Nature meets science at Dallas’ Perot Museum

If their intent was to offer up an explicit demonstration of how nature exists in counterpoint to science in the modern world, it seems to me the designers of the new Perot Museum of Nature and Science have succeeded extravagantly.

Perot Museum, south-facing facade

Perot Museum, south-facing facade

The blatant juxtaposition begins long before a visitor enters the building. If one approaches on foot (from the Akard St. DART terminal, for instance), the effect is reinforced by the gradual emergence of the building’s facade from the urban background clutter, until it becomes the dominant feature in the northern field of view.

Stairway, Perot Museum

Stairway, Perot Museum

The exterior is made to resemble something as much organic as man-made, with its curving fronts and faux-sedimentary layers. And then there’s that steeply-angled sea-blue rectangle, seemingly appended as an afterthought to the southern wall  — the structure’s most striking visual feature. This elongated translucent tab resembles nothing so much as a gigantic version of one of the spectacular aquamarine mineral specimens on display within. Inside its glass confines, an escalator moves people upward while providing them with a stunning view of downtown Dallas.

Aquamarine

Aquamarine

Throughout the museum’s five floors are numerous overlooks where one can take in views of the floor below. Particularly on the top-most levels, it’s clear that the exhibit designers took this into account when creating their displays: There, the fossil skeletons of antediluvian giants peer effortlessly into our elevated space, demanding part of the attention we ought to be devoting to the Hall of Birds.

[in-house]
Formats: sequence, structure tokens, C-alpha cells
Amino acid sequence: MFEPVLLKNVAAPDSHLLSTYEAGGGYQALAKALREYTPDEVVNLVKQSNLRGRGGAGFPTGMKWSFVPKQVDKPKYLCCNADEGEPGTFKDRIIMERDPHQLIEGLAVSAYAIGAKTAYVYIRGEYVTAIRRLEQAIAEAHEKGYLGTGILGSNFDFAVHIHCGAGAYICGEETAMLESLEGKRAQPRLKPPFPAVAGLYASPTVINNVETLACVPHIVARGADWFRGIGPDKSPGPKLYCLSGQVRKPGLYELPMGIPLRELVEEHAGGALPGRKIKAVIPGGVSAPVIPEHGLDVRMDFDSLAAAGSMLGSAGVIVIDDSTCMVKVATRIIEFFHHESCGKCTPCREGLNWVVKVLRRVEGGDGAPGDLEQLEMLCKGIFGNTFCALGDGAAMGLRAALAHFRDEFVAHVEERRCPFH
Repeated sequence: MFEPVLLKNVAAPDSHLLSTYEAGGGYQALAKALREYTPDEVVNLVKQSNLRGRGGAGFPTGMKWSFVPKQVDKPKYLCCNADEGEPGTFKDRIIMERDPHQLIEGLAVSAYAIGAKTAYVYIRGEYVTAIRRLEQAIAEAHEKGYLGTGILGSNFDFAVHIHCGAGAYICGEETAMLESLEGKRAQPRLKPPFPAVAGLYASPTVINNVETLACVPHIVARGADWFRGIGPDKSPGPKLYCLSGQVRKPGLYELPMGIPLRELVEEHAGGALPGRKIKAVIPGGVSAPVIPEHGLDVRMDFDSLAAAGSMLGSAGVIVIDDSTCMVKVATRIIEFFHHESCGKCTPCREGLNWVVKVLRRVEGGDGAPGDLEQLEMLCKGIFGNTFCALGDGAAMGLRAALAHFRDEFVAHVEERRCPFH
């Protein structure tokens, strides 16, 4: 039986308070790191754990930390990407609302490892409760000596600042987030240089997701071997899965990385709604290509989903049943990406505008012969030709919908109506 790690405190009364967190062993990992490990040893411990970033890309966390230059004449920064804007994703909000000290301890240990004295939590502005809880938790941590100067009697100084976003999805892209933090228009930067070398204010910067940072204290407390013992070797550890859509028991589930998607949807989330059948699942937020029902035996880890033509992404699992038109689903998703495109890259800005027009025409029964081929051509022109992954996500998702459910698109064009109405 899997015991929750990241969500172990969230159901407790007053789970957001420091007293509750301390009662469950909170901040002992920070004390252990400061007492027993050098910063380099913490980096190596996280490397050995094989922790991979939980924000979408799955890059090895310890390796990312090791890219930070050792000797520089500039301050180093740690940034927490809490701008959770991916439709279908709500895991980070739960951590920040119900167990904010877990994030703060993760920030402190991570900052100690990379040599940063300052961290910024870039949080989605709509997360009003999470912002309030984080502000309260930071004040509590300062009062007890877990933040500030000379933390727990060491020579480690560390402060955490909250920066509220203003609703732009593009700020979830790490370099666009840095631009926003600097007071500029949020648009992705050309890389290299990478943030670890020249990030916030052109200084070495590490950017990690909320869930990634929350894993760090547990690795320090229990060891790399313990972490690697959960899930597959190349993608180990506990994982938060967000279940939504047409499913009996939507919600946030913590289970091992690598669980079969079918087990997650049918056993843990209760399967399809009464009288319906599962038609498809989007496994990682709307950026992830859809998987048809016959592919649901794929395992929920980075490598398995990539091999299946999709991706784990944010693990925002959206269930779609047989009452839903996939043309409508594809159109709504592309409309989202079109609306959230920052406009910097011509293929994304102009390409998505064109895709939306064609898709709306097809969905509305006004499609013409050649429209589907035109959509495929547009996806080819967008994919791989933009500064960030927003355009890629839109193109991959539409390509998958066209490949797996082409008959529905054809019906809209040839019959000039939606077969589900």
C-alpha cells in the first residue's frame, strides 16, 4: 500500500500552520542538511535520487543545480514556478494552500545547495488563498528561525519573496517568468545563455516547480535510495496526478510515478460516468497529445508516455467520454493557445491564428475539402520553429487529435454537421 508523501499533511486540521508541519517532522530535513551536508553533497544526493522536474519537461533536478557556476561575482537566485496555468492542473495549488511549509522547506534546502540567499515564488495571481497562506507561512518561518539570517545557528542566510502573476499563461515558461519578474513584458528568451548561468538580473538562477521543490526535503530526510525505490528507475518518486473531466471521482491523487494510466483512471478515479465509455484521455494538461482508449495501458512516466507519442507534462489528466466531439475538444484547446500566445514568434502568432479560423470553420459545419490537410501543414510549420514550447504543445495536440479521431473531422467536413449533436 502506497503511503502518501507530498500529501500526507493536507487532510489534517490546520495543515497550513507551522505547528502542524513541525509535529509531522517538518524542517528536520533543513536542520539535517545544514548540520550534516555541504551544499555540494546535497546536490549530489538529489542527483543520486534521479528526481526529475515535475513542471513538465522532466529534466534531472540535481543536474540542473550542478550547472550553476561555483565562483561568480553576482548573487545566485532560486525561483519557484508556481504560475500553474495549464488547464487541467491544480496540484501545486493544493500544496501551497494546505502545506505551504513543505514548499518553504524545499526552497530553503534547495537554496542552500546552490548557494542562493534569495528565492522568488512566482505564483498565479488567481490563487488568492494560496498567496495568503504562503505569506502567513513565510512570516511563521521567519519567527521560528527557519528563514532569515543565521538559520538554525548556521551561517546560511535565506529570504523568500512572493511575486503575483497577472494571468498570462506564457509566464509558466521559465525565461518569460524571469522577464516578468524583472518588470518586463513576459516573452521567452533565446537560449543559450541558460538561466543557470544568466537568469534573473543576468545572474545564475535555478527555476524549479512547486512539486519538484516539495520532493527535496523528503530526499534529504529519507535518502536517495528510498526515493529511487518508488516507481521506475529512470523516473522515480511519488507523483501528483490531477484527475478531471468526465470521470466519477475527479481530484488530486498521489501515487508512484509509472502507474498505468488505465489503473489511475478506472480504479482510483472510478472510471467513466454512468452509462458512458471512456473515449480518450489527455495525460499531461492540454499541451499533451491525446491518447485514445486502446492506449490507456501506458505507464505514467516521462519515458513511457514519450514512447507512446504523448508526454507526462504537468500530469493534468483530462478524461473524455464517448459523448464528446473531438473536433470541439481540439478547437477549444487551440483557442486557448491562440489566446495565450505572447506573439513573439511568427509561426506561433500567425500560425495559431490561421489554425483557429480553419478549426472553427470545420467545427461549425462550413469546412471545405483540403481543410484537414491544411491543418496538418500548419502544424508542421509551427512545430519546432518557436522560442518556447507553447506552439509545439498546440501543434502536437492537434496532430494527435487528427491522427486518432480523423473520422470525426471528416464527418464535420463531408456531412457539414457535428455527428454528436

Alamosaurus

Alamosaurus

Some of the featured pieces will be familiar to denizens of the old Fair Park museum space. Perhaps not surprisingly, they seem more vibrant and alive in their splendid new living rooms.

Marine tableau, circa Late Cretaceous

Marine tableau, circa Late Cretaceous

I say

I say

If, as I did, you end your museum tour craving Tex-Mex, it should come as no surprise, thanks to this inadvertent visual advert for El Fenix:

Word of mouth

Word of mouth

(The restaurant across the street was packed with a long waiting line when we left the museum, so we rode the rails home and dined at the Casa Linda location instead. Tamale platter = muy bueno!)

Anyone for Tex-Mex?

Anyone for Tex-Mex?

Museum entrance and Woodall Rodgers from the 4th floor escalator

Museum entrance and Woodall Rodgers from the 4th floor escalator

Lobby view, Perot Museum

Lobby view, Perot Museum

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9 thoughts on “Nature meets science at Dallas’ Perot Museum

  1. I would love to sit in on the thought and decision processes for a place like this. What spurred the idea to put the escalator in its own glass cage, making its users a part of the exhibits? And can whoever comes up with those sort of ideas come to my house for coffee? Thanks for posting; the next time I’m in Dallas I’m going to try to get to the museum.

    • Mad Queen, his name is Thom Mayne – I’m sure he would enjoy sharing a cup of coffee with you. (To critique your home’s architecture, if nothing else.) ;>)

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